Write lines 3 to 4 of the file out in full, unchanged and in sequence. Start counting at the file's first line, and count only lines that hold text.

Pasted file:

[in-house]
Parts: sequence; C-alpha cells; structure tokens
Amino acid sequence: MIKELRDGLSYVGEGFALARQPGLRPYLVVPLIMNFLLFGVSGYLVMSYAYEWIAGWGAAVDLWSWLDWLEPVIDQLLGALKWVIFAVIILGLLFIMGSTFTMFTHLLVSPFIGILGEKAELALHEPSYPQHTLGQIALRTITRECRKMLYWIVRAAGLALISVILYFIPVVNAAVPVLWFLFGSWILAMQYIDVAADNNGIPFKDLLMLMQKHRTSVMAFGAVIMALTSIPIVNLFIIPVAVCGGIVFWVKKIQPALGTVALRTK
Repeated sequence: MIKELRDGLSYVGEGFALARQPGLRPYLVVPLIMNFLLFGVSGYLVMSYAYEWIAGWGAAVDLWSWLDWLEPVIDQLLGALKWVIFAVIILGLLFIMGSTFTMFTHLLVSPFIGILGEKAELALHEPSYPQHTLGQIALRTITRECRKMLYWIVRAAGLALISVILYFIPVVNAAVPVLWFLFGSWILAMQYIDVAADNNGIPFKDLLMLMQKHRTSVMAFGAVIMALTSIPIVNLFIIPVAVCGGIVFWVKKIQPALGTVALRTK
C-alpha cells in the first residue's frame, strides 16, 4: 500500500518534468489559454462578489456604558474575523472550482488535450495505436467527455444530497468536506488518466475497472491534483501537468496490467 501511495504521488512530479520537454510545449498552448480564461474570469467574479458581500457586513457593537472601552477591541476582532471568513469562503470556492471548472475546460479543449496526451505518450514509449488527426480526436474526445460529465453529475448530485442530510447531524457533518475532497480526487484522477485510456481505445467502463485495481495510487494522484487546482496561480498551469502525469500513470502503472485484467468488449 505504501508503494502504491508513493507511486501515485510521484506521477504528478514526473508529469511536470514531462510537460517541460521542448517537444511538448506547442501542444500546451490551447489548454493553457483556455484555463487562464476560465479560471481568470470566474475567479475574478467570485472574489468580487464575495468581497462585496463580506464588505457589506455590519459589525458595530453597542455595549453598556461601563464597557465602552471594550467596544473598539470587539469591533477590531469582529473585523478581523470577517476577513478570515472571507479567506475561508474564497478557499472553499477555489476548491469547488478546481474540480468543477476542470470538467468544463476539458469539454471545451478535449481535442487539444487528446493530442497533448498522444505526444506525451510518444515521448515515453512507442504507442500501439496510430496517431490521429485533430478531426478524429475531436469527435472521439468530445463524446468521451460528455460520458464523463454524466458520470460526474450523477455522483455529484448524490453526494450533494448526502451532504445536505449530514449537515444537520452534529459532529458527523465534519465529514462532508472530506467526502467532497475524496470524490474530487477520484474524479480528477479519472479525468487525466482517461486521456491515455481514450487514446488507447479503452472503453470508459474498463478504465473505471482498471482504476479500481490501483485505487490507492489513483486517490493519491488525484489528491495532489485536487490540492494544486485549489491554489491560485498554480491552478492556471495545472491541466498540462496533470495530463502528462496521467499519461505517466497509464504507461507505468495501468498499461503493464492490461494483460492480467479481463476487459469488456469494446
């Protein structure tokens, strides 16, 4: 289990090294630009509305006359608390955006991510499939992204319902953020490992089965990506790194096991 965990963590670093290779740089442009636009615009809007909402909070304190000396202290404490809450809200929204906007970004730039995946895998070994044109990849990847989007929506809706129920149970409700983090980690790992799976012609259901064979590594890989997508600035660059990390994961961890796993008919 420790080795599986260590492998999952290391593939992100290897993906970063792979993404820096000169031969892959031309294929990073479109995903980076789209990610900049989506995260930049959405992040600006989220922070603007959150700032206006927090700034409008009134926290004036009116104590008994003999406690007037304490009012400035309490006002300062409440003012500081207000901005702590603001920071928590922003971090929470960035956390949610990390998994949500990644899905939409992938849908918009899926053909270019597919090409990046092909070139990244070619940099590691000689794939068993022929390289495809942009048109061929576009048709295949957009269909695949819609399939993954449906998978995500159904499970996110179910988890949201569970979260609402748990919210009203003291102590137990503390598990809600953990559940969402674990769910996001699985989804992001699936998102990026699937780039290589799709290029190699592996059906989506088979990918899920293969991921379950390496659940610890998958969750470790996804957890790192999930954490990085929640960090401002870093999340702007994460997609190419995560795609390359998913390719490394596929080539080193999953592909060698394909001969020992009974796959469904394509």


Amino acid sequence: MIKELRDGLSYVGEGFALARQPGLRPYLVVPLIMNFLLFGVSGYLVMSYAYEWIAGWGAAVDLWSWLDWLEPVIDQLLGALKWVIFAVIILGLLFIMGSTFTMFTHLLVSPFIGILGEKAELALHEPSYPQHTLGQIALRTITRECRKMLYWIVRAAGLALISVILYFIPVVNAAVPVLWFLFGSWILAMQYIDVAADNNGIPFKDLLMLMQKHRTSVMAFGAVIMALTSIPIVNLFIIPVAVCGGIVFWVKKIQPALGTVALRTK
Repeated sequence: MIKELRDGLSYVGEGFALARQPGLRPYLVVPLIMNFLLFGVSGYLVMSYAYEWIAGWGAAVDLWSWLDWLEPVIDQLLGALKWVIFAVIILGLLFIMGSTFTMFTHLLVSPFIGILGEKAELALHEPSYPQHTLGQIALRTITRECRKMLYWIVRAAGLALISVILYFIPVVNAAVPVLWFLFGSWILAMQYIDVAADNNGIPFKDLLMLMQKHRTSVMAFGAVIMALTSIPIVNLFIIPVAVCGGIVFWVKKIQPALGTVALRTK